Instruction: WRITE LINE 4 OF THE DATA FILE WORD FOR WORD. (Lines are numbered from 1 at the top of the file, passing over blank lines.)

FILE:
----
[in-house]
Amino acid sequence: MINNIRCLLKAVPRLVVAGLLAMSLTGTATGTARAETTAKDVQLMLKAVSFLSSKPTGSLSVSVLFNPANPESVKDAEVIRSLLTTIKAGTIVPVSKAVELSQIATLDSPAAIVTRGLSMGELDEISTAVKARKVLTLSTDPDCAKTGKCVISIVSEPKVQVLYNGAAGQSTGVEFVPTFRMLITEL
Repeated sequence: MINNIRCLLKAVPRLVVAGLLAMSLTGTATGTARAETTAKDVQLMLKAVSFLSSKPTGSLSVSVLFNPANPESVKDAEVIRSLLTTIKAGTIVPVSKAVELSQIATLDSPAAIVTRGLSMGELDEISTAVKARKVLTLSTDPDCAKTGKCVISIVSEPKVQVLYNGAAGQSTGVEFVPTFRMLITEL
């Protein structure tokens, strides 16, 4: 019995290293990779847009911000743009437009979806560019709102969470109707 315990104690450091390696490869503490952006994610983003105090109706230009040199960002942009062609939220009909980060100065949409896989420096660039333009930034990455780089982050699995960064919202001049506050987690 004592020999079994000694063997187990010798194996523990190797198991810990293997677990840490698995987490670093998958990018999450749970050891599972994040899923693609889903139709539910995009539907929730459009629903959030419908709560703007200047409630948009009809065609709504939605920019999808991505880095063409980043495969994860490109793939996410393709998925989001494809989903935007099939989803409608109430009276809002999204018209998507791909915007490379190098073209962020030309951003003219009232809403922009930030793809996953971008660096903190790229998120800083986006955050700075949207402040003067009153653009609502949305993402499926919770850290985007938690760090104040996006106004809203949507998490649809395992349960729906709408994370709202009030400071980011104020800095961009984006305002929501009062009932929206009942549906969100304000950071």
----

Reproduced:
């Protein structure tokens, strides 16, 4: 019995290293990779847009911000743009437009979806560019709102969470109707 315990104690450091390696490869503490952006994610983003105090109706230009040199960002942009062609939220009909980060100065949409896989420096660039333009930034990455780089982050699995960064919202001049506050987690 004592020999079994000694063997187990010798194996523990190797198991810990293997677990840490698995987490670093998958990018999450749970050891599972994040899923693609889903139709539910995009539907929730459009629903959030419908709560703007200047409630948009009809065609709504939605920019999808991505880095063409980043495969994860490109793939996410393709998925989001494809989903935007099939989803409608109430009276809002999204018209998507791909915007490379190098073209962020030309951003003219009232809403922009930030793809996953971008660096903190790229998120800083986006955050700075949207402040003067009153653009609502949305993402499926919770850290985007938690760090104040996006106004809203949507998490649809395992349960729906709408994370709202009030400071980011104020800095961009984006305002929501009062009932929206009942549906969100304000950071």